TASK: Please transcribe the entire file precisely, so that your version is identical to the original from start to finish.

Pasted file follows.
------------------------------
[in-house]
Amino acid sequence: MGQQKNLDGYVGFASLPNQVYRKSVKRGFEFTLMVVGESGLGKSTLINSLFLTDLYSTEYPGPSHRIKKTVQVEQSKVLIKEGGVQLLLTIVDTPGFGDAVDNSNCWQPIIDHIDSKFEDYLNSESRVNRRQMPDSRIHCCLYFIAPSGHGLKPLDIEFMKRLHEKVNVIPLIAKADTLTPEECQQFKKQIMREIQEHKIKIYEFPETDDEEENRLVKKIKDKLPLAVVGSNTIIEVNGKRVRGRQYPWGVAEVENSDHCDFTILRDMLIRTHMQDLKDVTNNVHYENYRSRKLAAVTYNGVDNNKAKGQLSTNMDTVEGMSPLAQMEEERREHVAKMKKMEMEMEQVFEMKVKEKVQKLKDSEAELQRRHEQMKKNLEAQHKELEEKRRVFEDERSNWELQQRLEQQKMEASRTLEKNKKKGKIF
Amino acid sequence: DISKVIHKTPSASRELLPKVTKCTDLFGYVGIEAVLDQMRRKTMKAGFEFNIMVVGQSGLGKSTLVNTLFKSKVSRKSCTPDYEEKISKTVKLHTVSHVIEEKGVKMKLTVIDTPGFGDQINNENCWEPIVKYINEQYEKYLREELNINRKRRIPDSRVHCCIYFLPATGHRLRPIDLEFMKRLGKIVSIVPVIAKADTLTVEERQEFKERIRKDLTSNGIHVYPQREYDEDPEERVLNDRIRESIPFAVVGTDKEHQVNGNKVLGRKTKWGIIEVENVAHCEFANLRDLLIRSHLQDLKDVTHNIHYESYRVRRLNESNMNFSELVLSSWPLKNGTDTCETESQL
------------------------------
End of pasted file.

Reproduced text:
[in-house]
Amino acid sequence: MGQQKNLDGYVGFASLPNQVYRKSVKRGFEFTLMVVGESGLGKSTLINSLFLTDLYSTEYPGPSHRIKKTVQVEQSKVLIKEGGVQLLLTIVDTPGFGDAVDNSNCWQPIIDHIDSKFEDYLNSESRVNRRQMPDSRIHCCLYFIAPSGHGLKPLDIEFMKRLHEKVNVIPLIAKADTLTPEECQQFKKQIMREIQEHKIKIYEFPETDDEEENRLVKKIKDKLPLAVVGSNTIIEVNGKRVRGRQYPWGVAEVENSDHCDFTILRDMLIRTHMQDLKDVTNNVHYENYRSRKLAAVTYNGVDNNKAKGQLSTNMDTVEGMSPLAQMEEERREHVAKMKKMEMEMEQVFEMKVKEKVQKLKDSEAELQRRHEQMKKNLEAQHKELEEKRRVFEDERSNWELQQRLEQQKMEASRTLEKNKKKGKIF
Amino acid sequence: DISKVIHKTPSASRELLPKVTKCTDLFGYVGIEAVLDQMRRKTMKAGFEFNIMVVGQSGLGKSTLVNTLFKSKVSRKSCTPDYEEKISKTVKLHTVSHVIEEKGVKMKLTVIDTPGFGDQINNENCWEPIVKYINEQYEKYLREELNINRKRRIPDSRVHCCIYFLPATGHRLRPIDLEFMKRLGKIVSIVPVIAKADTLTVEERQEFKERIRKDLTSNGIHVYPQREYDEDPEERVLNDRIRESIPFAVVGTDKEHQVNGNKVLGRKTKWGIIEVENVAHCEFANLRDLLIRSHLQDLKDVTHNIHYESYRVRRLNESNMNFSELVLSSWPLKNGTDTCETESQL